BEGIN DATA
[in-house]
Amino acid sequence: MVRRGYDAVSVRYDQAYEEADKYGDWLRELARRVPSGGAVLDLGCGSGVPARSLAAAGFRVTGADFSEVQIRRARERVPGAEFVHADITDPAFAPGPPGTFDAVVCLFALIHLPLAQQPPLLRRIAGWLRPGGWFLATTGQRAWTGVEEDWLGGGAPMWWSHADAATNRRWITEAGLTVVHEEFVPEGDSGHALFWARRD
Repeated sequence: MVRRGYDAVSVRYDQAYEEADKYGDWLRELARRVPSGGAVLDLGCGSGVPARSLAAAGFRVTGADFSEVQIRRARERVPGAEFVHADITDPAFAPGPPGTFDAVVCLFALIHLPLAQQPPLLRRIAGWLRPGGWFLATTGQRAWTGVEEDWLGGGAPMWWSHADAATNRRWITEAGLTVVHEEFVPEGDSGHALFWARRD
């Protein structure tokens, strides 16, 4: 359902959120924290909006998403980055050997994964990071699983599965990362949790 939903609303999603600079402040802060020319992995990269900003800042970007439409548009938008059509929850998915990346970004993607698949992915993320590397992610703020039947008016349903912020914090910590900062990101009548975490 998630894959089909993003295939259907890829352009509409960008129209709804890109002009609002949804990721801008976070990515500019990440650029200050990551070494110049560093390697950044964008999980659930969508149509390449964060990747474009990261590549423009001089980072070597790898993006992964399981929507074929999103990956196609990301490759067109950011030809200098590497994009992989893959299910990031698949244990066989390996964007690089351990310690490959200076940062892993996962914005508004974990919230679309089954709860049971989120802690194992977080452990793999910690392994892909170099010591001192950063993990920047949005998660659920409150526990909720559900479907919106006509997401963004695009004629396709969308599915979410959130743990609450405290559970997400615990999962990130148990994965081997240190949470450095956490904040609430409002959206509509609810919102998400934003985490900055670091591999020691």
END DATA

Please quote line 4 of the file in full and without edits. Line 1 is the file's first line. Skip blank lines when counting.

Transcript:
């Protein structure tokens, strides 16, 4: 359902959120924290909006998403980055050997994964990071699983599965990362949790 939903609303999603600079402040802060020319992995990269900003800042970007439409548009938008059509929850998915990346970004993607698949992915993320590397992610703020039947008016349903912020914090910590900062990101009548975490 998630894959089909993003295939259907890829352009509409960008129209709804890109002009609002949804990721801008976070990515500019990440650029200050990551070494110049560093390697950044964008999980659930969508149509390449964060990747474009990261590549423009001089980072070597790898993006992964399981929507074929999103990956196609990301490759067109950011030809200098590497994009992989893959299910990031698949244990066989390996964007690089351990310690490959200076940062892993996962914005508004974990919230679309089954709860049971989120802690194992977080452990793999910690392994892909170099010591001192950063993990920047949005998660659920409150526990909720559900479907919106006509997401963004695009004629396709969308599915979410959130743990609450405290559970997400615990999962990130148990994965081997240190949470450095956490904040609430409002959206509509609810919102998400934003985490900055670091591999020691």